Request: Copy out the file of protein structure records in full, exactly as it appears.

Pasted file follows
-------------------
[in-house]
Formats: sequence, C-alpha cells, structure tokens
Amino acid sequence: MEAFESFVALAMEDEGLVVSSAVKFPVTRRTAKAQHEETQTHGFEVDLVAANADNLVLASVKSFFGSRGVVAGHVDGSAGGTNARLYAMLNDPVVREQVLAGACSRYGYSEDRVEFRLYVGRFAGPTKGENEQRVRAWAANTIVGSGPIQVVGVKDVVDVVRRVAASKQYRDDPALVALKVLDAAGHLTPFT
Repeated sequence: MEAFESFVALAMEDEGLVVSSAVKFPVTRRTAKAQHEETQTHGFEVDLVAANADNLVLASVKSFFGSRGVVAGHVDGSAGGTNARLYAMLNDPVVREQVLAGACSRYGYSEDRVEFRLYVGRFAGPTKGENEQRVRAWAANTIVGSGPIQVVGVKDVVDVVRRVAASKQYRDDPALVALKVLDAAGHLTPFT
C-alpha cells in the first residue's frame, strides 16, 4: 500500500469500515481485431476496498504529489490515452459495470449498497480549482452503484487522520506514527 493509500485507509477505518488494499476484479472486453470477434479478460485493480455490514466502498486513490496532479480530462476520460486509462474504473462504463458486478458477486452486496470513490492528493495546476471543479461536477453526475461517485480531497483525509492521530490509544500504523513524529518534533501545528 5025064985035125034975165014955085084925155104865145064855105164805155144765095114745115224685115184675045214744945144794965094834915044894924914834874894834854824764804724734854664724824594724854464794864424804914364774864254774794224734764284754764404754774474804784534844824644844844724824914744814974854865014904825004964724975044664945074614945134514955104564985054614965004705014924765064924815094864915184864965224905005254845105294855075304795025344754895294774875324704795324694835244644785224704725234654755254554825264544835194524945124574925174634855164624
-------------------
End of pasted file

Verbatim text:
[in-house]
Formats: sequence, C-alpha cells, structure tokens
Amino acid sequence: MEAFESFVALAMEDEGLVVSSAVKFPVTRRTAKAQHEETQTHGFEVDLVAANADNLVLASVKSFFGSRGVVAGHVDGSAGGTNARLYAMLNDPVVREQVLAGACSRYGYSEDRVEFRLYVGRFAGPTKGENEQRVRAWAANTIVGSGPIQVVGVKDVVDVVRRVAASKQYRDDPALVALKVLDAAGHLTPFT
Repeated sequence: MEAFESFVALAMEDEGLVVSSAVKFPVTRRTAKAQHEETQTHGFEVDLVAANADNLVLASVKSFFGSRGVVAGHVDGSAGGTNARLYAMLNDPVVREQVLAGACSRYGYSEDRVEFRLYVGRFAGPTKGENEQRVRAWAANTIVGSGPIQVVGVKDVVDVVRRVAASKQYRDDPALVALKVLDAAGHLTPFT
C-alpha cells in the first residue's frame, strides 16, 4: 500500500469500515481485431476496498504529489490515452459495470449498497480549482452503484487522520506514527 493509500485507509477505518488494499476484479472486453470477434479478460485493480455490514466502498486513490496532479480530462476520460486509462474504473462504463458486478458477486452486496470513490492528493495546476471543479461536477453526475461517485480531497483525509492521530490509544500504523513524529518534533501545528 5025064985035125034975165014955085084925155104865145064855105164805155144765095114745115224685115184675045214744945144794965094834915044894924914834874894834854824764804724734854664724824594724854464794864424804914364774864254774794224734764284754764404754774474804784534844824644844844724824914744814974854865014904825004964724975044664945074614945134514955104564985054614965004705014924765064924815094864915184864965224905005254845105294855075304795025344754895294774875324704795324694835244644785224704725234654755254554825264544835194524945124574925174634855164624